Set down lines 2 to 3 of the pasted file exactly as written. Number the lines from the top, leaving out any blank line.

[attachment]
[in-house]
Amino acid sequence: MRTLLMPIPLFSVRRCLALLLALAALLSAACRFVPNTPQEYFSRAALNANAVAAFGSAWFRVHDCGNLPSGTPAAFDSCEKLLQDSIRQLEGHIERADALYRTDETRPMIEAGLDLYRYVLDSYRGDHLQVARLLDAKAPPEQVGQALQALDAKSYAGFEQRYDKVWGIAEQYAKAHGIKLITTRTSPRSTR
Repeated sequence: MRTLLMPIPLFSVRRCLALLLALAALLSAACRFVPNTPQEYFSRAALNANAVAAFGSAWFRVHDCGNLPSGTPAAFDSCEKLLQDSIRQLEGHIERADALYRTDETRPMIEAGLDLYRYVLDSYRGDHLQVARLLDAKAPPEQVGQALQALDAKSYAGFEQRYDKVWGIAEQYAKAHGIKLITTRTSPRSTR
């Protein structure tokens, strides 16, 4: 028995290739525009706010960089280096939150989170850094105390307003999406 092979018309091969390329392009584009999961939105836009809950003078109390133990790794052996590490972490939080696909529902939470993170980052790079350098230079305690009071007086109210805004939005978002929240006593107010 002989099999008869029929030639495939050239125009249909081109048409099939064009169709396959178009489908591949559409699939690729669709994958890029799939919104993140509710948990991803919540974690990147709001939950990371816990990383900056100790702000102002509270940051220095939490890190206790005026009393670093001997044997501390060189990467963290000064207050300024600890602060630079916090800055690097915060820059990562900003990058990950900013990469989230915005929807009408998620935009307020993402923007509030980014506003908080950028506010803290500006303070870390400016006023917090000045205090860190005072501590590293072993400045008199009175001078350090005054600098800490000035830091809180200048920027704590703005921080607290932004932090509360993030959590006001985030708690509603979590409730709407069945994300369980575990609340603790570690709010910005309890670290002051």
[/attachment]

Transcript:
Amino acid sequence: MRTLLMPIPLFSVRRCLALLLALAALLSAACRFVPNTPQEYFSRAALNANAVAAFGSAWFRVHDCGNLPSGTPAAFDSCEKLLQDSIRQLEGHIERADALYRTDETRPMIEAGLDLYRYVLDSYRGDHLQVARLLDAKAPPEQVGQALQALDAKSYAGFEQRYDKVWGIAEQYAKAHGIKLITTRTSPRSTR
Repeated sequence: MRTLLMPIPLFSVRRCLALLLALAALLSAACRFVPNTPQEYFSRAALNANAVAAFGSAWFRVHDCGNLPSGTPAAFDSCEKLLQDSIRQLEGHIERADALYRTDETRPMIEAGLDLYRYVLDSYRGDHLQVARLLDAKAPPEQVGQALQALDAKSYAGFEQRYDKVWGIAEQYAKAHGIKLITTRTSPRSTR